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How Are Diamonds Priced: Components of Diamond Pricing You Should Know

How Are Diamonds Priced: Components of Diamond Pricing You Should Know

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How Are Diamonds Priced: Components of Diamond Pricing You Should Know All Entries

How Are Diamonds Priced: Components of Diamond Pricing You Should Know

You cannot leave out diamonds when listing the most expensive gems. That’s why you should get the best value when buying or selling diamonds. Ordinarily, a product’s value depends on raw material, processing, labor, and rental costs. But diamond pricing is more complicated. So, how are diamonds priced?

Understand the 4Cs

Quality determines how diamonds are priced. Diamond grading incorporates the following elements.

  • Carat

It expresses a stone’s mass, with a carat representing 0.2 grams. Generally, heavier stones are worth more. But carat isn’t a definite price measure. Because all of the 4C's matter, a two carat stone isn’t necessarily twice the cost of a one carat gem. The value of a small colorless diamond without inclusions could be higher than that of a heavier blemished jewel. Likewise, extra weight could reduce brilliance and price in the event of incorrect cuts.

  • Color

Color is an essential component of how diamonds are priced. Diamond color scales run from D-Z. Stones lower on the scale cost less. For instance, D grade diamonds are more expensive than G grades. Because they’re rare, colorless diamonds command higher values than their tinted alternatives. However, fancy hues such as pink and green have different grading standards. Color treatment also influences how diamonds are priced. While treated stones cost more after enhancement, their value is below similarly graded untreated gems.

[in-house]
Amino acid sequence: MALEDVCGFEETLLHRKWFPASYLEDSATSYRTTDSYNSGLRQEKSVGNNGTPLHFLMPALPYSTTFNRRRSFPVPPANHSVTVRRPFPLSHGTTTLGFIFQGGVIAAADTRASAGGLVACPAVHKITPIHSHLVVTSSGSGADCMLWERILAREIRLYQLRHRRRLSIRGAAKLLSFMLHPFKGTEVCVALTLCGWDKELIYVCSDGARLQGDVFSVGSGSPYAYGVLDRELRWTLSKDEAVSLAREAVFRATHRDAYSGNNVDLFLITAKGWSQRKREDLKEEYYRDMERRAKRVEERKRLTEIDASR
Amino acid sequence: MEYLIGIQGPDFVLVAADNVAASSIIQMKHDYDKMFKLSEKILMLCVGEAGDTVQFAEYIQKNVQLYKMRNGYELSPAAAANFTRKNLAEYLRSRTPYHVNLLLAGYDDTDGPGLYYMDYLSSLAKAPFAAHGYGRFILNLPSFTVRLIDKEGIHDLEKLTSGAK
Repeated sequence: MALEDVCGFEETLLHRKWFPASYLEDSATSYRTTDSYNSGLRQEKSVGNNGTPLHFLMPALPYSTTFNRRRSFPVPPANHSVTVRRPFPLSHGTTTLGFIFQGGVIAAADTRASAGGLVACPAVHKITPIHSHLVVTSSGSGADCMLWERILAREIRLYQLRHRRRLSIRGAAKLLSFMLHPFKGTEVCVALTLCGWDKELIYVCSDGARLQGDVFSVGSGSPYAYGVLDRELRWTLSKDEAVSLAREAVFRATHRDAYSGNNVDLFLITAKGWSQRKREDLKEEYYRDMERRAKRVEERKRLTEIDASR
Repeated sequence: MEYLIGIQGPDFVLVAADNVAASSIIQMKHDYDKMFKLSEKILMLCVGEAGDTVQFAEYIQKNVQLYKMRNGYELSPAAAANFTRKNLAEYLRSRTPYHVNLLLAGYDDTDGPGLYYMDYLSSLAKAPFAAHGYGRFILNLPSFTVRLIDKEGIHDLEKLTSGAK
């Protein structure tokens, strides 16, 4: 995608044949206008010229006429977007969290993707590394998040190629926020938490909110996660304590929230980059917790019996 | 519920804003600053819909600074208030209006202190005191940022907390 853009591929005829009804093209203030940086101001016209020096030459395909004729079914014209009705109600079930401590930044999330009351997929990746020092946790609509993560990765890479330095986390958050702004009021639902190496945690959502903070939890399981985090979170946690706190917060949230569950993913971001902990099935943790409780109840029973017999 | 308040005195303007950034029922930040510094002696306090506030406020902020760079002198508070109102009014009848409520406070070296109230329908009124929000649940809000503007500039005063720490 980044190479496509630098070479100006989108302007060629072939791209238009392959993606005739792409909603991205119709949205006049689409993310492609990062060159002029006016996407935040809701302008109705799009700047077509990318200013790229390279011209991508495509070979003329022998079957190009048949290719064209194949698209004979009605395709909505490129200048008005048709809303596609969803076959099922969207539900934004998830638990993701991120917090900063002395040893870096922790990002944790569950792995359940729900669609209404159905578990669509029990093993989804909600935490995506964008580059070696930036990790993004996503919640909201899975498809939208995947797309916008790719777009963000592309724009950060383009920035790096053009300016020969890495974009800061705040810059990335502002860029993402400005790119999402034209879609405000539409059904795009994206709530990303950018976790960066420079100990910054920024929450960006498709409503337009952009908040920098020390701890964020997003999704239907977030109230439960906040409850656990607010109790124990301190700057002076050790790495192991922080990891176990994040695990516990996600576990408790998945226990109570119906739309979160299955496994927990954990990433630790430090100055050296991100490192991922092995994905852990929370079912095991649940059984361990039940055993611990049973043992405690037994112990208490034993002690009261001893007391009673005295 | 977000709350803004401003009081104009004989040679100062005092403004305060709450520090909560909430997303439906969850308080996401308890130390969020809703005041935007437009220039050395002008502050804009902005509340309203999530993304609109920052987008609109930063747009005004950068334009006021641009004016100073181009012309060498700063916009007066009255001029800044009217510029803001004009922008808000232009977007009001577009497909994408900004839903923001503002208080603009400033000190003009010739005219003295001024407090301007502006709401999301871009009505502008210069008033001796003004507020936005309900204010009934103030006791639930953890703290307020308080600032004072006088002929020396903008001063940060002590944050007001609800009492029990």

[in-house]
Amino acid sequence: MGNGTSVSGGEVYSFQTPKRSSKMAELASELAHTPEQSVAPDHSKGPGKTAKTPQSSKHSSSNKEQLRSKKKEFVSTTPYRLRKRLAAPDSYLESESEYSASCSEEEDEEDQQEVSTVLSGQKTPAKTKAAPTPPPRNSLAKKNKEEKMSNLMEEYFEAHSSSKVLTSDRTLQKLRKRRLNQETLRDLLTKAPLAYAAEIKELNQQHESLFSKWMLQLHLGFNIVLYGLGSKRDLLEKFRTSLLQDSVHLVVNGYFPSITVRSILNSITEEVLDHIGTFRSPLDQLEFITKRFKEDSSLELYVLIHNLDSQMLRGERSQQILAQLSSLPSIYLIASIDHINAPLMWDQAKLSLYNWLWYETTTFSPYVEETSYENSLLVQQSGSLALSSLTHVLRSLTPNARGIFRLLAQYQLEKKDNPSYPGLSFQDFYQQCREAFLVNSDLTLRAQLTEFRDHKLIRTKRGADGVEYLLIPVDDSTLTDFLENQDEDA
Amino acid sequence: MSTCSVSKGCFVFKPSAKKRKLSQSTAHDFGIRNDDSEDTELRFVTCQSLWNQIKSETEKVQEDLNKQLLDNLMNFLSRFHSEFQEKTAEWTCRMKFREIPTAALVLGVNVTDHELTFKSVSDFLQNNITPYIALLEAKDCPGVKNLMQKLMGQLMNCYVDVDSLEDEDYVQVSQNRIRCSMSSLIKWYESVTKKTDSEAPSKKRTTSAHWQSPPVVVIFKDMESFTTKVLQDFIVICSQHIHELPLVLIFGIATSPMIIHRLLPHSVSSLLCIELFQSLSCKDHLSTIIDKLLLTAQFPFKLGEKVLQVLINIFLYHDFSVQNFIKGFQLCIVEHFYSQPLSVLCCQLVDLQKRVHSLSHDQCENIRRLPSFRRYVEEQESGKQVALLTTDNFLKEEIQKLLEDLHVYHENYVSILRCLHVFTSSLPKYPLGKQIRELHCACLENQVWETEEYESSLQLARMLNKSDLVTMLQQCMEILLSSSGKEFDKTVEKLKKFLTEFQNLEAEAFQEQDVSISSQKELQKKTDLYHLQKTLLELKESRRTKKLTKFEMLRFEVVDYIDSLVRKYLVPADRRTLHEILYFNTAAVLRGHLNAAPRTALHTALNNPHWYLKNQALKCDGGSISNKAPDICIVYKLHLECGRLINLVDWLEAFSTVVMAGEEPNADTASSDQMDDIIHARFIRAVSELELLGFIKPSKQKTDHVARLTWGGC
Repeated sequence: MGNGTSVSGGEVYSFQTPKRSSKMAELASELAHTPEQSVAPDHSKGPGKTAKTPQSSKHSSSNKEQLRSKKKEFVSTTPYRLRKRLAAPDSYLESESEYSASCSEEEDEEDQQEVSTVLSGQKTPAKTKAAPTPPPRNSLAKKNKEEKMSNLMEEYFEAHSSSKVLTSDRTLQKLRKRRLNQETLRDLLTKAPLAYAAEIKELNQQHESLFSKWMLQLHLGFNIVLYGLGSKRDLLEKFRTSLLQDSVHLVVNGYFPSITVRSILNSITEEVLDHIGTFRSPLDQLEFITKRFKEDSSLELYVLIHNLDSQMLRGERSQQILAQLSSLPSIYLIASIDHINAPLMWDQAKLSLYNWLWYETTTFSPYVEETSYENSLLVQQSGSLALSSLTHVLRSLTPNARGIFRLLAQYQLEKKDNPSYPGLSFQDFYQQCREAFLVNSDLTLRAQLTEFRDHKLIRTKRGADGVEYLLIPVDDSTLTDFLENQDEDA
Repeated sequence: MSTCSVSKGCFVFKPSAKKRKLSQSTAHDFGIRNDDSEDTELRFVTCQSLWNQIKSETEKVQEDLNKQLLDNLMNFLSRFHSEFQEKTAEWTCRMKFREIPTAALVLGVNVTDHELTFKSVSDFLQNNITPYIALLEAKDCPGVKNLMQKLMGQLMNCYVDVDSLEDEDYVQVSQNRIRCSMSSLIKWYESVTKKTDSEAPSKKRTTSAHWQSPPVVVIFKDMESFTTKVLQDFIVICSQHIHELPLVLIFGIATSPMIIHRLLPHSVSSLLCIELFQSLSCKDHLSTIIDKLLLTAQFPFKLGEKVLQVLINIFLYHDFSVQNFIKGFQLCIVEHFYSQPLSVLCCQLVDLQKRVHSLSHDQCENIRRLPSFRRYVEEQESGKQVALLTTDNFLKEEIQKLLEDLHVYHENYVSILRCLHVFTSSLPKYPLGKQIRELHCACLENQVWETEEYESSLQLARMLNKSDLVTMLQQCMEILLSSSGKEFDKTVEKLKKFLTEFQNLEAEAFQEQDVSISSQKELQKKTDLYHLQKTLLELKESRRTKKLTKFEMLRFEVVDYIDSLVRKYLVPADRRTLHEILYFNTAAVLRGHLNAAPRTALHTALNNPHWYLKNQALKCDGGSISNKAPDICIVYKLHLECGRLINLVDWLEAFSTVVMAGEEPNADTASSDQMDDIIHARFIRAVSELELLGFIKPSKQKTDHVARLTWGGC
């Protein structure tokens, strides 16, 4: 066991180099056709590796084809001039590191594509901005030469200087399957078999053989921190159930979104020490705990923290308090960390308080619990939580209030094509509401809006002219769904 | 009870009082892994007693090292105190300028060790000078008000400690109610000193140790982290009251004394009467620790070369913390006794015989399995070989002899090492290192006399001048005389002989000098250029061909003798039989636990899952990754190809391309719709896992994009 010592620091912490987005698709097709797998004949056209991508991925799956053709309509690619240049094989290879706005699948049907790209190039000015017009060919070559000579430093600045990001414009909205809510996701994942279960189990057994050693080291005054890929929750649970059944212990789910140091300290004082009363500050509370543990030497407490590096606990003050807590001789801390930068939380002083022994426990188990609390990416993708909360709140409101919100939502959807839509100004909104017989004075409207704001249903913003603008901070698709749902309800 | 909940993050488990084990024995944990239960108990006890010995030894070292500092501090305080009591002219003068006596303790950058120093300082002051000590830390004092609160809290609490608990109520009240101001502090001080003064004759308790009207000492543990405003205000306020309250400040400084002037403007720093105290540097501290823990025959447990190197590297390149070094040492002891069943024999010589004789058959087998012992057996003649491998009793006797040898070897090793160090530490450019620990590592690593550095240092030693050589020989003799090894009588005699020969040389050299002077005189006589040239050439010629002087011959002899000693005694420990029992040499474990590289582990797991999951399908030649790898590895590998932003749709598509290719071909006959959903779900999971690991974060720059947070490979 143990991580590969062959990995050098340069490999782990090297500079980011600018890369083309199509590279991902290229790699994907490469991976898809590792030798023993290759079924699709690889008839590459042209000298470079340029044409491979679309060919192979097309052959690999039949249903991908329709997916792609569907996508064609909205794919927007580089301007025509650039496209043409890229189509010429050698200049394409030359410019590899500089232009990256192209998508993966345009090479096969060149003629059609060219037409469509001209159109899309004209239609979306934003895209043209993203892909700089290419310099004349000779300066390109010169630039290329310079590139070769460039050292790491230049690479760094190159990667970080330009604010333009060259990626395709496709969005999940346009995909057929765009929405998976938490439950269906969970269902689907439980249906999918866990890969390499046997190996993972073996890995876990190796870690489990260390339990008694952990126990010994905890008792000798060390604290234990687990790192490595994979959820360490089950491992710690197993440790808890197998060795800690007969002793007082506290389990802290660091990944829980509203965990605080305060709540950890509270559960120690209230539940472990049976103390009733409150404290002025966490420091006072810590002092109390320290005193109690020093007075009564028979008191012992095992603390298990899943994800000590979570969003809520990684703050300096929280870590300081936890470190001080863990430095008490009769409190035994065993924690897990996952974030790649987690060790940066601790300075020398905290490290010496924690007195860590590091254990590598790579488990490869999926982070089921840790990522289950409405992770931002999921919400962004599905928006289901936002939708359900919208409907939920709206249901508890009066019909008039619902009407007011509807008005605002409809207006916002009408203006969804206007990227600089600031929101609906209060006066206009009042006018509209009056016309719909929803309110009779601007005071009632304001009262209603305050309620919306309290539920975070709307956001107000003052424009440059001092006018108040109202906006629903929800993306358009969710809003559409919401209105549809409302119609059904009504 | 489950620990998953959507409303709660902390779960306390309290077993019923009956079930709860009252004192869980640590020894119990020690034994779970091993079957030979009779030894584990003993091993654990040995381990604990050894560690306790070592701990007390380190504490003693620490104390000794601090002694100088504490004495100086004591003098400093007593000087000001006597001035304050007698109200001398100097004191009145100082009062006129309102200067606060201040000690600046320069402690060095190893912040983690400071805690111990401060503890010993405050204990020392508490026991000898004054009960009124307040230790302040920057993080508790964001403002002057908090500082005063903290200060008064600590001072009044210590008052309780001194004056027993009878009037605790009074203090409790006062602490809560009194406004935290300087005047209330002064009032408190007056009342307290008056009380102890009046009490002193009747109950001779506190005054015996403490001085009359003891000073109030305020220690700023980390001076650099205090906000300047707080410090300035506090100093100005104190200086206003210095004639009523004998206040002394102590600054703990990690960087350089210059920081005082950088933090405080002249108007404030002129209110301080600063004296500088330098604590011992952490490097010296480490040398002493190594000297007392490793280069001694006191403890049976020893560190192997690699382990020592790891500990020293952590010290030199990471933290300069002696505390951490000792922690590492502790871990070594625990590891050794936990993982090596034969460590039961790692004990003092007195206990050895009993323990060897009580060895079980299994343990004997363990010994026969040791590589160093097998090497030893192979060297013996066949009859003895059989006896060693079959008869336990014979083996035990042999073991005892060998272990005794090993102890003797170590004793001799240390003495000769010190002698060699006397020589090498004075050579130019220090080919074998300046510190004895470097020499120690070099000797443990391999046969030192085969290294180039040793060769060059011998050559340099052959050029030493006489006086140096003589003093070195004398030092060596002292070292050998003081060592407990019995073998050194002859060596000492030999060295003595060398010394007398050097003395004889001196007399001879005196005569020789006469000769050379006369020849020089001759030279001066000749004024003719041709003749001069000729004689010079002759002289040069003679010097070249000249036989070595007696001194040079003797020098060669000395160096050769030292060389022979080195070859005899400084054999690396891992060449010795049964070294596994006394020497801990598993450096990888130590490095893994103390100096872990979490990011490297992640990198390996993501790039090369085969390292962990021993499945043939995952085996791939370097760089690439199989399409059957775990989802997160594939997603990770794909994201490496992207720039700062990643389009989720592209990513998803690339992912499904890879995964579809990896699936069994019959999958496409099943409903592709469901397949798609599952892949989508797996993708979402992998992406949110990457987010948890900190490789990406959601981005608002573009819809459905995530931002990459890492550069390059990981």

• Clarity

It’s the evaluation of imperfections inside and outside the stone, as blemishes and inclusions refer to surface and internal defects, respectively. The first clarity factor is size. As such, larger marks translate to lower clarity grades. Eye-clean diamonds may be flawed, but you cannot see the defects without magnification. On the other hand, visible dark spots reduce the stone’s worth. You should also check the number of imperfections. Fewer defects attract higher clarity ratings. Don't forget blemish positions, as flaws are more noticeable under the diamond table than near a pavilion.

  • Cut

It’s the interaction of a gem’s facets with light. Cut influences a stone’s sparkle, hence, how diamonds are priced. GIA rates the best cuts “Excellent” and the worst ones “Poor”. This is not to be confused with shape. While cut determines the stone’s shine, shape describes its form. Common shapes include pear, oval, and princess. Because cutters lose a large part of the original stone, round diamonds are costlier than other shapes. Hold your diamond under enough light to evaluate its cut. You’re dealing with a high-quality diamond if every facet sparkles. Conversely, the value is lower if the center is dark.

It Doesn’t Stop at the 4C's

The 4C's may provide diamond price estimates, but that’s just a starting point. The gem’s condition also influences its value, as secondhand diamonds might be chipped. Diamonds typically depreciate over time, however, they may attract higher prices during booming economy years. 

The same applies to mounting types. For instance, platinum may be costlier than 10k mounting. Ordinarily, loose diamonds are cheaper than ready-made ornaments. Industry players also influence how diamonds are priced. Take the case of Belgian gem expert Martin Rapaport, who created diamond price benchmarks for pear, round, and marquise stones in 1976. 

Consult an Expert

You may have an idea of how diamonds are priced, but consulting an expert guarantees accurate values. Engaging professionals also protects you from scams. Don’t forget to ask for certification to confirm the diamond’s features and facilitate legal action in case of fraud. For information about our diamond appraisals and to get the best price for your diamond, contact Ralph Mueller & Associates.